Practices of antibiotic use in all settings (human, animal and agricultural) are being put under the microscope. As the swine industry braces to confront the practical hurdles, and likely animal health challenges, resulting from Food and Drug Administration Guidance 213 and the new Veterinary Feed Directive requirements in the new year, there are calls for further limits on the availability and oversight of antibiotics for food animals.

As in so many other areas of farming, the balance between trust and transparency is shifting. These mounting pressures are not going away, regardless of the uncertainty about the impact that antibiotics used in food animals have on resistant infections in people. That question remains unresolved after five or so decades of debate. But there is little doubt the impact is not “zero”, and therefore all industries have a responsibility to review their practices and embrace the concept of “as little as possible, as much as necessary”.

The Pork Quality Assurance and PQA-Plus programs have done a great job in helping the industry progress in avoiding antibiotic residues in pork products (common in the 1980s but now rare), and in educating the work force about the legal requirements surrounding antibiotic use. But the bar continues to be raised.

On this issue, food animal veterinarians are shifting to center stage as they assume responsibility for the oversight of all medically important antibiotics given in feed and water, as well as all extralabel use of antibiotics. The “Guidelines of Judicious Therapeutic Use of Antimicrobials in Pork Production” of the American Association of Swine Veterinarians lays out many of the accepted principles in relation to the legal and practical aspects of therapeutic decision-making in swine. But the term “stewardship” is taking over from “judicious” or “prudent” in discussions about reducing inappropriate antibiotic use. The key difference is that while judicious-use deferred to professional judgment in decisions on antibiotic use, stewardship programs have a more data-driven approach including measurement of antibiotic use, and evaluation of specific prescribing practices. That is, they operate beyond the individual judgment of prescribers.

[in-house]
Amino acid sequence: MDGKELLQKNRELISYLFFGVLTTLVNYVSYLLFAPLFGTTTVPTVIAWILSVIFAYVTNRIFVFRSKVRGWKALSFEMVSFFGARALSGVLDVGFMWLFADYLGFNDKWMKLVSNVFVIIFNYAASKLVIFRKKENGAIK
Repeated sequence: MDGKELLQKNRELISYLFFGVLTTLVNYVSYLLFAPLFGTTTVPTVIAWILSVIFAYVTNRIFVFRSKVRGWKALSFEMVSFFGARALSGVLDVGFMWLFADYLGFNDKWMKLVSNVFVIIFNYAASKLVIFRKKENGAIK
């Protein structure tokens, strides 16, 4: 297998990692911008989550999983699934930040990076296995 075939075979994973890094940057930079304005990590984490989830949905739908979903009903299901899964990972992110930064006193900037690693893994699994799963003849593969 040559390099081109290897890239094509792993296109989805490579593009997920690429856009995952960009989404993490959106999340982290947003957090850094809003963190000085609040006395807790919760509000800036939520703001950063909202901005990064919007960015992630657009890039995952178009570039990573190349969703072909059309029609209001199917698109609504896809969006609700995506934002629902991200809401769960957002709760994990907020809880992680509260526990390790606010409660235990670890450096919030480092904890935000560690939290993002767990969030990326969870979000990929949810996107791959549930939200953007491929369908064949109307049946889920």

Some stewardship initiatives for food animals in other countries include the development of “formularies” that dictate specific uses for some conditions, measurement and benchmarking of antibiotic use, and arbitrary targets for reduction in use. It is to be hoped that no precipitous changes will occur in the short-term in the United States before the industry has had reasonable time to adapt to the significant changes coming on Jan. 1. It is important that the concept of optimization (including consideration of animal health and well-being) does not get consumed by the goal or reduction.

A cornerstone of antibiotic stewardship is measurement of antibiotic use, and understanding how the products are being used. You can’t manage what you don’t measure! In the United States, gross sales of veterinary antibiotics are reported and published by the FDA, but do not provide accurate data on use in individual species. The National Action Plan for Combatting Antibiotic Resistant Bacteria calls for better surveillance of antibiotic use in food animals, which is echoed by consumer groups and politicians seeking stricter regulation of antibiotic use in food animals, and increasingly by downstream customers seeking to meet consumer demands for more transparency in the food supply.

Several northern European countries have implemented very detailed and expensive measurement systems, even at the level of the individual farm or veterinarian, and in some cases with penalties for high users. However, the European Surveillance of Veterinary Antimicrobial Consumption group states that collection of detailed data on consumption by species at a national level is challenging and less comprehensive approaches will be required for most countries.

The issue of antibiotic use generally, and measurement in particular, has been widely discussed within and among the major food animal industries over the last 12 months, and some initial projects based on voluntary participation are emerging. Perhaps the biggest step in developing any voluntary programs is definition of purpose, which must include some potential benefits for participation. An emerging consensus among industry groups is that measurement of antibiotic use should primarily be oriented toward understanding patterns of use to inform stewardship initiatives with the goal of reducing inappropriate use. Establishing industry norms for benchmarking and tracking trends over time could be achieved relatively efficiently with sample based approaches, rather than efforts to measure use by all producers. Preferably this will include metrics that more closely reflect actual administration and are therefore more meaningful with respect to stewardship efforts.